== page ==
“(1) We agree that our father, James A. Connery, shall enjoy the use of the property known as the Flats, corner of Johnson and Washington streets, Saginaw, Mich., during the term of his life, to the extent that the will or written wishes of our mother provided he should enjoy the same, but in any event for his life only, he paying legacies and debts.
"(2) We agree to receive, as heirs and devisees in lieu of all provisions by will or wish and in satisfaction of any such rights, an undivided one-half interest to each in and to all estate, real and personal, of our mother; that is, to receive and inherit said property as equal tenants in common.
“(3) We authorize the probate court for Saginaw county to make any and all orders necessary to carry the foregoing into effect and to distribute and administer said estate in accordance therewith.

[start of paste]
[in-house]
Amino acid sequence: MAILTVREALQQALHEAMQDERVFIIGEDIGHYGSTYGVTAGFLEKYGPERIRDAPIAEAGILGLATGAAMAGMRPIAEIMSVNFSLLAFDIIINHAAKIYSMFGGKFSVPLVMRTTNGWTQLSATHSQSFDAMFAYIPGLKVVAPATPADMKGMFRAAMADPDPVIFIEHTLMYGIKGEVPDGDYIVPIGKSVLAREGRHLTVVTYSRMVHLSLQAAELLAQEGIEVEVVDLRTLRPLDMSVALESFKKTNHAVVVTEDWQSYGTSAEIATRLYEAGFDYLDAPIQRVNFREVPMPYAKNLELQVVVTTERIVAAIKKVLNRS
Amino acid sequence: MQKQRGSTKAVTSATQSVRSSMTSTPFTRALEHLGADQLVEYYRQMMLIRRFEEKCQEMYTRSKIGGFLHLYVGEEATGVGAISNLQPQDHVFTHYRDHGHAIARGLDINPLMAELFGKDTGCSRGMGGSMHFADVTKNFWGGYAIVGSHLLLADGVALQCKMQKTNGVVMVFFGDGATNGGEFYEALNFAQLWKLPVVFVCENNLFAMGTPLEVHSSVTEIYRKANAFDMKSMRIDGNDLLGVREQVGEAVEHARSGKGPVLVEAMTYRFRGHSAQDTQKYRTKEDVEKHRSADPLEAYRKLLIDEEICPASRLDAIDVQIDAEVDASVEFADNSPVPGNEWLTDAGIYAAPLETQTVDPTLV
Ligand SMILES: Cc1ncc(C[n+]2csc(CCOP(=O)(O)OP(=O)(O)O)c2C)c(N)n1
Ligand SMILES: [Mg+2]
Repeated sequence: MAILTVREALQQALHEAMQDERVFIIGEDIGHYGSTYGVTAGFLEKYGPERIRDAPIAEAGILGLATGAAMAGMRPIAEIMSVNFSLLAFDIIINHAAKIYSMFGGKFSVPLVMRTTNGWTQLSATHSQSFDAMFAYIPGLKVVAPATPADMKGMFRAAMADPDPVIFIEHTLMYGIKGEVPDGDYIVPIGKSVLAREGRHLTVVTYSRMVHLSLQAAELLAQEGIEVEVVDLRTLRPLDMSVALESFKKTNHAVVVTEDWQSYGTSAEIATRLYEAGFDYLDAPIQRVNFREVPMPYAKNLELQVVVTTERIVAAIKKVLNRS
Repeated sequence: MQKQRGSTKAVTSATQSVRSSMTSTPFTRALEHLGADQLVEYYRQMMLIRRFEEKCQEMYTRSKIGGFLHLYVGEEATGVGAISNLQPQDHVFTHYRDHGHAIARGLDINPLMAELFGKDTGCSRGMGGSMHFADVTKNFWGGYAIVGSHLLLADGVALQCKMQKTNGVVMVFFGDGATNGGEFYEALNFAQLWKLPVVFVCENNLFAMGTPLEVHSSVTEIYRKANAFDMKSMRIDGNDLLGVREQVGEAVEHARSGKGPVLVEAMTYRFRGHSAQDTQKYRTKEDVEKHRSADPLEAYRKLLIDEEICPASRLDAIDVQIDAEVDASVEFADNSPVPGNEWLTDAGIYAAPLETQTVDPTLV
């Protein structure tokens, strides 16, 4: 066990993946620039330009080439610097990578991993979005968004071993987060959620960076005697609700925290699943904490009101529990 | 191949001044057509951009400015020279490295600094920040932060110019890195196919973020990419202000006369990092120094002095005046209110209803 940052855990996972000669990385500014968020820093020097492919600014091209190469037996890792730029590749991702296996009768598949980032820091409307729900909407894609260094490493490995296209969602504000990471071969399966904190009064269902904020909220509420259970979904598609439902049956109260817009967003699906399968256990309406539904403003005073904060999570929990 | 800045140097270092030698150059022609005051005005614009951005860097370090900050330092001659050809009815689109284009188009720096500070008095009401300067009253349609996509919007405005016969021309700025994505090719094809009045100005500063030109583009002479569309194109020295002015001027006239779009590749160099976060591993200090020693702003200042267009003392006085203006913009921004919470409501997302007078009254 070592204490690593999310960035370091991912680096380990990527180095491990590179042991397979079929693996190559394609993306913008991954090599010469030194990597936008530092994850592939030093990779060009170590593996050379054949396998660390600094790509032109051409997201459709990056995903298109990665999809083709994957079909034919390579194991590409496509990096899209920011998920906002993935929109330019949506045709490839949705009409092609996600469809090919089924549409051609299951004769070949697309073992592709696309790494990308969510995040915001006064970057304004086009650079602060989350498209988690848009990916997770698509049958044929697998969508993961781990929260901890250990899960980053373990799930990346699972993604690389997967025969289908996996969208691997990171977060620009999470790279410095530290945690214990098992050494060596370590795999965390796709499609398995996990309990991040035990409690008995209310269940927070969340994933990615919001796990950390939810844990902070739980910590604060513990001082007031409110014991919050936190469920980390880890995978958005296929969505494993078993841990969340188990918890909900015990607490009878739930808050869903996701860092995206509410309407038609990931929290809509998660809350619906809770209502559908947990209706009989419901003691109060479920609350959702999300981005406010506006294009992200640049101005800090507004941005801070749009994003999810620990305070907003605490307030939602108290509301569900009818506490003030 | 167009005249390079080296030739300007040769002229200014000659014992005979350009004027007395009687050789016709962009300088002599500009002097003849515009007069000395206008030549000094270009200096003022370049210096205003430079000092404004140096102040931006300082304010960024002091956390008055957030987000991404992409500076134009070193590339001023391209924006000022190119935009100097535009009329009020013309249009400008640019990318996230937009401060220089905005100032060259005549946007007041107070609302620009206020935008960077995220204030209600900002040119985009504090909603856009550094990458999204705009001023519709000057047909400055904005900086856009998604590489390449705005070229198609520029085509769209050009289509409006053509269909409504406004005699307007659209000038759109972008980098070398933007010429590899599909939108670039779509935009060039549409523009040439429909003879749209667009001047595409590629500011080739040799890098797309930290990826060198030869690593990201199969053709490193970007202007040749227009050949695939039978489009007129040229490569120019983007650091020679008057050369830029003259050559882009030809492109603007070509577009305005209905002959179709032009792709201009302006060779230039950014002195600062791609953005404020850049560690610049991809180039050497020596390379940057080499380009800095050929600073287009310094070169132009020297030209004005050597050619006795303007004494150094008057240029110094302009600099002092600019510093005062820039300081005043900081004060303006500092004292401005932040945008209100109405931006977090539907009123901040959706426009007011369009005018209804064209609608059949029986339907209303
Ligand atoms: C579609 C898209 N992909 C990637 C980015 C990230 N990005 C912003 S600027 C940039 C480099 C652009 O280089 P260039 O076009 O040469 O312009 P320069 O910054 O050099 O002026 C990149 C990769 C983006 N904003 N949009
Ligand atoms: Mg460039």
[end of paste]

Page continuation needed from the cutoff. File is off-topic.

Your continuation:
"In witness whereof, we have hereunto set our hands and seals this 29th day of January, 1909. "WM. S. CONNERY.
[L. S.] "J. ALFRED CONNERY, JR. (L. S.] “Witnesses:
"FRED L. EATON.
"CHARLES WINTERMEYER.” This agreement was excluded by the court on the objection of proponent's counsel that it was incompetent, irrelevant, and immaterial, and in no way attempting to disprove the validity of the will, and because this court, when the case was here before, sustained the former ruling of the trial court excluding it. The court said:
“This agreement was offered and the court ruled it out on the former trial, and the contestant took an exception. The Supreme Court in no way passed upon that, and it certainly would be an important matter in a new trial. If they knew it was coming back for a new trial, they would indicate their views in regard to it.”
Whereupon the objection was sustained, and counsel for contestant excepted.
Proponent filed the petition for the probate of the